That weighed on the FTSE 100, whose stocks rely on overseas markets for around three-quarters of their earnings, derailing a test of the 7,000 mark.
The UK blue-chip index fell 73 points from that session high, down 0.2% on the day at 6,928.
News of possible Brexit day proved better news for house builders, which built on gains from an upgrade by analysts at Bank of America Merrill Lynch upgrade to top the index.
‘It seems at least possible, or even probable, that some sort of Brexit resolution is within sight and therefore the UK house building sector may see some relief,’ they said according to Reuters.
‘Mid-cap’ house builders also rallied, helping the FTSE 250, which is more exposed to the UK domestic economy than the blue-chip index, rise 0.5%.
Debenhams (DEBS) was the biggest small-cap faller with shares down 12.5%, to 4.2p, on the news two of the department store’s biggest shareholders – Sports Direct’s Mike Ashley and retail conglomerate Landmark Group – pushed chief executive Sergio Bucher off the board and chairman Ian Cheshire out of the group.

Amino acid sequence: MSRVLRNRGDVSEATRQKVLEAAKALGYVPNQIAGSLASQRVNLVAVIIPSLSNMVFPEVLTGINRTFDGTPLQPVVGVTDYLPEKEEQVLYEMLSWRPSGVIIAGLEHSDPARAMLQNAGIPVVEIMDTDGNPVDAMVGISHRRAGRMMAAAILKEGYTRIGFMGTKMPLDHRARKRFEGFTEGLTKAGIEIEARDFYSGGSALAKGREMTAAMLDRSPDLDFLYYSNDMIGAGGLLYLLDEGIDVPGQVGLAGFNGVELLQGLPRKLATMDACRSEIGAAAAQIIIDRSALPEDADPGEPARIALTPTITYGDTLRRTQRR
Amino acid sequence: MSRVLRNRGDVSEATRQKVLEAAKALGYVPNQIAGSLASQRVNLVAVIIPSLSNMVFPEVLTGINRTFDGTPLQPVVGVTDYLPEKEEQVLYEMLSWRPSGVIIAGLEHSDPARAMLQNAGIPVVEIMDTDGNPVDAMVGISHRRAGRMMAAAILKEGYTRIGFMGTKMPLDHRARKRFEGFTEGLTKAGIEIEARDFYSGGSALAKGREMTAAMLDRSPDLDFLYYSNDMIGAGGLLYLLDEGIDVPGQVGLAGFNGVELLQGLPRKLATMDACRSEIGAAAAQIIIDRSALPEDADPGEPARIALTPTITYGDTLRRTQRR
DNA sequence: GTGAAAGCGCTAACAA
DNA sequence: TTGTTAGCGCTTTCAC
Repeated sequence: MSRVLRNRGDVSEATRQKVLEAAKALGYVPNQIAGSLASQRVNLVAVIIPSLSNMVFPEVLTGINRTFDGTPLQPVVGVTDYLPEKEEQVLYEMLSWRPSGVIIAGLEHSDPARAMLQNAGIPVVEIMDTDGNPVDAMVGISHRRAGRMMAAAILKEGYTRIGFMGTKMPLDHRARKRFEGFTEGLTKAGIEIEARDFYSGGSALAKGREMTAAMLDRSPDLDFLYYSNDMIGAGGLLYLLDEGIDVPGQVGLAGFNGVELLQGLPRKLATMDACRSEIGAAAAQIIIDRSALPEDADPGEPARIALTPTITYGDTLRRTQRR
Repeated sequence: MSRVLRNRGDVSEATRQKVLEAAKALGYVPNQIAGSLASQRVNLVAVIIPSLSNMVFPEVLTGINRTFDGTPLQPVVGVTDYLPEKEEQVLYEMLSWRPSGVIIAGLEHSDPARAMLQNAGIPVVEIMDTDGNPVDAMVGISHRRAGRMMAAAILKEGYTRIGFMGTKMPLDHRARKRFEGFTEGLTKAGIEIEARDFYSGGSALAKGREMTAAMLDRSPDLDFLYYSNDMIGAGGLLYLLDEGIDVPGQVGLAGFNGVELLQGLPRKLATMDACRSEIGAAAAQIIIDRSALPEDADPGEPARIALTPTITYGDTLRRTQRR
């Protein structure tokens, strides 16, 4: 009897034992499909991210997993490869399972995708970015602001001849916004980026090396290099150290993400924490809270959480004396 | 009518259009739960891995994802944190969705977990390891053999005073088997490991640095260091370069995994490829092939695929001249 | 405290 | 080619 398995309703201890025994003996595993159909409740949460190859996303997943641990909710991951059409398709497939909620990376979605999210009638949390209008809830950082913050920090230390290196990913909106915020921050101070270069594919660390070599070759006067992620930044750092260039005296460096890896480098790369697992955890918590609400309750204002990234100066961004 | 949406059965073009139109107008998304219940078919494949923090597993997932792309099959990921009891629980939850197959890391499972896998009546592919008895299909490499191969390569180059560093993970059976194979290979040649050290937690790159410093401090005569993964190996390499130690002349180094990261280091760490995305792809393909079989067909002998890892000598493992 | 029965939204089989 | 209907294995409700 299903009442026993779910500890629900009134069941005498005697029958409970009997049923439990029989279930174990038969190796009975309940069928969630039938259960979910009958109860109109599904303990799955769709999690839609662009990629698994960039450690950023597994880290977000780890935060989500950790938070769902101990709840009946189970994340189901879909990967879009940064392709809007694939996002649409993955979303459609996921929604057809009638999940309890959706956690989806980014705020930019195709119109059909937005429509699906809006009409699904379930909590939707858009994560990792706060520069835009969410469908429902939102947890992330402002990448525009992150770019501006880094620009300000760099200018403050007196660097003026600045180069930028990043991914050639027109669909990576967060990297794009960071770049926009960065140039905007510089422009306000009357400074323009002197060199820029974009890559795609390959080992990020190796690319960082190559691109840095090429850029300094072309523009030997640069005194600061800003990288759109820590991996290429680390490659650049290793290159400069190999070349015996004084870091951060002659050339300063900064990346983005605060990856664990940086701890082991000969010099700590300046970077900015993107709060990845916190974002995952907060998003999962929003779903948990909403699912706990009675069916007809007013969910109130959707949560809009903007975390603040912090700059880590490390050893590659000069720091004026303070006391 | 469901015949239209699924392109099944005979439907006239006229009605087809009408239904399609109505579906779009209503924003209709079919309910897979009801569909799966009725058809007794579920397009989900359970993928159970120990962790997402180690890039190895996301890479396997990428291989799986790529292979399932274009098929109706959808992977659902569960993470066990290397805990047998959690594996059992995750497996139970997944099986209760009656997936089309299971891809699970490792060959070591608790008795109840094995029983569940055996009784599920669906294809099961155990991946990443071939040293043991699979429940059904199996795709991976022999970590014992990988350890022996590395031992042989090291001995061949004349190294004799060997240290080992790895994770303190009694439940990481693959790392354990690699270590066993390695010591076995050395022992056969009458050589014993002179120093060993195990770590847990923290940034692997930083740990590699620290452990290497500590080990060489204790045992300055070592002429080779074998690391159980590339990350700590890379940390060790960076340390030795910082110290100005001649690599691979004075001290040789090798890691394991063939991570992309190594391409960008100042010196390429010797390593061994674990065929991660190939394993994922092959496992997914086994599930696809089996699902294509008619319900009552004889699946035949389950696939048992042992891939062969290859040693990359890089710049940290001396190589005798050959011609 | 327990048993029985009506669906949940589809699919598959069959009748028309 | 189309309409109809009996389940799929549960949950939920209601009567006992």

This follows Debenhams reporting a series of profit warnings, resulting in 80% being wiped off the company’s market value. The department store has struggled to keep pace with the changing UK high street, reinforced by a 3.6% fall in sales in the six weeks leading up to Christmas.
European markets joined the FTSE 100 in the red, as optimism sparked by US Federal Reserve chair Jerome Powell’s dovish tone ebbed away.
Powell yesterday reiterated the central bank would be willing to wait to implement further interest rate hikes.
‘The big message from Powell was to just underscore what he said last week in Atlanta. Monetary policy will not be dictated by the market, but the Fed is not deaf to the concerns expressed by the market,’ said Brian Jacobsen, senior investment strategist for Wells Fargo Asset Management’s Multi-Asset Solutions.
However, Powell also warned that a prolonged US government shutdown would start to weigh on the country’s economic growth. The US government is heading into its longest shutdown on record, as President Donald Trump shows no signs on letting up on budgetary demands for his Mexican border wall.